Environmental Defense Fund

New York City

Angelina Freeman

Angelina Freeman examines oil after the BP disaster     Photo: Yuki Kokubo/Environmental Defense Fund

BY THE NUMBERS: Four million acres of private land are now protected under the group’s Safe Harbor program, which helps landowners preserve endangered-species habitat on their property.
WHO'S IN CHARGE: Fred Krupp, 57, former head of the Connecticut Fund for the ­Environment
WHAT IT DOES: In the 1960s, widespread use of the pesticide DDT threatened the survival of countless American bird species, and a small group came up with a solution that, back then, was strikingly novel: sue the government. The result was a landmark court case that led to statewide and nationwide bans of DDT and, in 1967, to the establishment of the Environmental Defense Fund (EDF). The nonprofit continues to pursue unusual tactics, hiring not only scientists and lawyers but also economists and political strategists to devise market-based solutions to broad environmental issues, including climate, oceans, ecosystems, and human health. In the nineties, EDF pioneered corporate partnerships, and their consulting resulted in major corporate changes, such as reducing McDonald’s waste stream by 30 percent and introducing hybrid trucks to FedEx’s fleet. Last year, EDF spent more than $83.5 million on programs like Climate Corps, a summer fellowship that trains MBA students to consult with large businesses on energy efficiency.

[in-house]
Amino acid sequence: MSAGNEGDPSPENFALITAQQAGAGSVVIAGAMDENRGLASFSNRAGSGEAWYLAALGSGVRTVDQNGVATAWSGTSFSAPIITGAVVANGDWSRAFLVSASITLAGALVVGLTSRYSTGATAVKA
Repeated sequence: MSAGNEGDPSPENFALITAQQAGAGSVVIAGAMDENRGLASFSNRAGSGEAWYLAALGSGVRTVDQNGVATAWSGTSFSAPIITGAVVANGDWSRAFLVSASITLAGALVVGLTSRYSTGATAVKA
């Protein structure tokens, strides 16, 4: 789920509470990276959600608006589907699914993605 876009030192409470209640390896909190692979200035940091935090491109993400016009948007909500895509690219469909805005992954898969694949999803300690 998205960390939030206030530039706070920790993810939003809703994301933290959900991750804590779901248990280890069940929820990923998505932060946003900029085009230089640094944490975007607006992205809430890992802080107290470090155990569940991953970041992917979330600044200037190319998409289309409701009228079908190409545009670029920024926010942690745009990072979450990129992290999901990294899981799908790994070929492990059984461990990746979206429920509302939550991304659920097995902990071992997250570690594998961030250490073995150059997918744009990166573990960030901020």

EXTRA CREDIT: EDF’s willingness to work with corporate giants like McDonald’s and Wal-Mart has earned them a reputation for cooperative results.
LOOKING AHEAD: EDF is growing a campaign to pass clean-air legislation at the state and municipal levels, since Congress appears stuck. The organization is also working to quantify the economic benefits afforded by natural systems—for example, runoff filtration by wetlands—so decision makers can consider the positive impact in dollars.

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